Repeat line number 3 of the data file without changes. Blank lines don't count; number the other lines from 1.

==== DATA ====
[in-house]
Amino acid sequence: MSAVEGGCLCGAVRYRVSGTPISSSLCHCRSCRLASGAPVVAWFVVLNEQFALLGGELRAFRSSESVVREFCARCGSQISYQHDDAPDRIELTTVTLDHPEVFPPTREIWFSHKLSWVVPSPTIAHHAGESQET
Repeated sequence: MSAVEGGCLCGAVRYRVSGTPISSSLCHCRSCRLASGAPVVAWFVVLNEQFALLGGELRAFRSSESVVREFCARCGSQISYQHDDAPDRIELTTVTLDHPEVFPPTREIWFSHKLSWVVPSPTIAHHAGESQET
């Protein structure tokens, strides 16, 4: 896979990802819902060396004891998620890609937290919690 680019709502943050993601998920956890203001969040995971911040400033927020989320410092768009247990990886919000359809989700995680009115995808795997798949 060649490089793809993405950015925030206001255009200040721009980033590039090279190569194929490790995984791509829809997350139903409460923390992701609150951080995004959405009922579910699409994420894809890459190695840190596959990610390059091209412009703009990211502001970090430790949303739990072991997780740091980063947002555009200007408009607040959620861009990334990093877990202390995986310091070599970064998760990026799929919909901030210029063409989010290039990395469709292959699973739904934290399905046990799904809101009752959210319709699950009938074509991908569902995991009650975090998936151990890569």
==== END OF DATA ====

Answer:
Repeated sequence: MSAVEGGCLCGAVRYRVSGTPISSSLCHCRSCRLASGAPVVAWFVVLNEQFALLGGELRAFRSSESVVREFCARCGSQISYQHDDAPDRIELTTVTLDHPEVFPPTREIWFSHKLSWVVPSPTIAHHAGESQET